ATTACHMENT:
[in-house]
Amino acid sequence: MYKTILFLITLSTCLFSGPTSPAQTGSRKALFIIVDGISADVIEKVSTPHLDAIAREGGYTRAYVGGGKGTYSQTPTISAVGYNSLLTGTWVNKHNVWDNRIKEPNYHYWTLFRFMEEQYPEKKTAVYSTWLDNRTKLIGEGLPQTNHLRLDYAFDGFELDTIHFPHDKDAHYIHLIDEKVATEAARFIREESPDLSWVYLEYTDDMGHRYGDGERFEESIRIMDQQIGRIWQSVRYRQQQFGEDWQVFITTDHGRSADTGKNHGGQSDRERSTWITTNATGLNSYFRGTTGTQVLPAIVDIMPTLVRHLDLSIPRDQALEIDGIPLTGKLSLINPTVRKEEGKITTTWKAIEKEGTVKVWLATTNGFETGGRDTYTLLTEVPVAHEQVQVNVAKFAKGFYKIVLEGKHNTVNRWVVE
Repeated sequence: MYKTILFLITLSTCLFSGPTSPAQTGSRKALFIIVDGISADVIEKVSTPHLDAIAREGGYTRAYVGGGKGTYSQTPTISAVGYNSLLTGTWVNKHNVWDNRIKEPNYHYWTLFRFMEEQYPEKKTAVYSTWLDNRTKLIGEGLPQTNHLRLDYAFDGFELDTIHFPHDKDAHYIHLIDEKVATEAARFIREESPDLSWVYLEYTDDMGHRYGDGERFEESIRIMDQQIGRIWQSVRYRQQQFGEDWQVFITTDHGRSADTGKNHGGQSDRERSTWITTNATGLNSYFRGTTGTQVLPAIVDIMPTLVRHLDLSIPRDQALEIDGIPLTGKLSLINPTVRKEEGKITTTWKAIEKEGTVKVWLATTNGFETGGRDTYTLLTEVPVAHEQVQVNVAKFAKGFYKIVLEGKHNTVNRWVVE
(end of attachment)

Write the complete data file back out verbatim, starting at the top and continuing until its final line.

[in-house]
Amino acid sequence: MYKTILFLITLSTCLFSGPTSPAQTGSRKALFIIVDGISADVIEKVSTPHLDAIAREGGYTRAYVGGGKGTYSQTPTISAVGYNSLLTGTWVNKHNVWDNRIKEPNYHYWTLFRFMEEQYPEKKTAVYSTWLDNRTKLIGEGLPQTNHLRLDYAFDGFELDTIHFPHDKDAHYIHLIDEKVATEAARFIREESPDLSWVYLEYTDDMGHRYGDGERFEESIRIMDQQIGRIWQSVRYRQQQFGEDWQVFITTDHGRSADTGKNHGGQSDRERSTWITTNATGLNSYFRGTTGTQVLPAIVDIMPTLVRHLDLSIPRDQALEIDGIPLTGKLSLINPTVRKEEGKITTTWKAIEKEGTVKVWLATTNGFETGGRDTYTLLTEVPVAHEQVQVNVAKFAKGFYKIVLEGKHNTVNRWVVE
Repeated sequence: MYKTILFLITLSTCLFSGPTSPAQTGSRKALFIIVDGISADVIEKVSTPHLDAIAREGGYTRAYVGGGKGTYSQTPTISAVGYNSLLTGTWVNKHNVWDNRIKEPNYHYWTLFRFMEEQYPEKKTAVYSTWLDNRTKLIGEGLPQTNHLRLDYAFDGFELDTIHFPHDKDAHYIHLIDEKVATEAARFIREESPDLSWVYLEYTDDMGHRYGDGERFEESIRIMDQQIGRIWQSVRYRQQQFGEDWQVFITTDHGRSADTGKNHGGQSDRERSTWITTNATGLNSYFRGTTGTQVLPAIVDIMPTLVRHLDLSIPRDQALEIDGIPLTGKLSLINPTVRKEEGKITTTWKAIEKEGTVKVWLATTNGFETGGRDTYTLLTEVPVAHEQVQVNVAKFAKGFYKIVLEGKHNTVNRWVVE